04 luglio 2018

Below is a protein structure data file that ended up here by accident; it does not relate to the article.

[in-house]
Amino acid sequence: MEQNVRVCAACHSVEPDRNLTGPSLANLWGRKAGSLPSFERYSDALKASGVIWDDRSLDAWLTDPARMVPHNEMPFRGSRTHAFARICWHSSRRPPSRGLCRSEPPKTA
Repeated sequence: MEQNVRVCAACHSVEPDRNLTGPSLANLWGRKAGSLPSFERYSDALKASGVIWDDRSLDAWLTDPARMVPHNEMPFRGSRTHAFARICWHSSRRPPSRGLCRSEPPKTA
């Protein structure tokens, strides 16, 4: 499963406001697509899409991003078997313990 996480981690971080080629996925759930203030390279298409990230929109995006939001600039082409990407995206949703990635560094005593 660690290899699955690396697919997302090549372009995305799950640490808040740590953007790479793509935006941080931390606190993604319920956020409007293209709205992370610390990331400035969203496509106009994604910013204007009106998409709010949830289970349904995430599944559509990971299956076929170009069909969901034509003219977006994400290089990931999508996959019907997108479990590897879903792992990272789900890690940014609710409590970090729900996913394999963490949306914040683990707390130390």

Sean Kitching dipinge per The Quietus lo strano strano mondo di Charles Hayward, e ne parla nel contempo col diretto interessato. Da lui si fa dire tra l'altro dello strepitoso set solitario proposto dal vivo per anni tra la gioia e la meraviglia del pubblico di mezzo mondo - tra Abracadabra Information e One Big Atom più o meno, ma in epoche anche precedenti - prima di suscitare analoghe reazioni con il più recente, affatto diverso, 30 Minute Drum Roll: "I started to wonder how I could play drums and sing, and not do it with other musicians. So, I devised this system, where there are no click-tracks and in fact nothing is in time with anything else. I came up with a system where I had a collection of foot pedals, which controlled volume and then I had these taped signals which could be up to nine minutes long, which were built and tailored specifically to the song I was making, and as the song changed I’d take some sounds out and bring other sounds in, related to the harmonic shifts and I would bring them in and out in relation to the drum beat and the vocal line and people would think that everything was to a click-track. If I was playing a bass part, when I recorded the bass part, I would be thinking along the lines of a constantly shifting pulse, so there is no pulse. It becomes almost like an extreme funk, the bass doing these amazing syncopations against the drums, but it’s completely random. I think some people think I’m playing to a backing track, and I’m not. I’m playing to some sounds that I have made, that are assembled in front of your ears, differently each time I play. The audience makes sense of it and 90% of the work is going on in their heads. It means I can be wild. If I’m playing to a click-track, I’m being a good boy and the last thing I want to be when I’m making music is a good boy. Having to justify your time keeping against some bit of machinery is dehumanising. The heartbeat is at the centre, not the clock."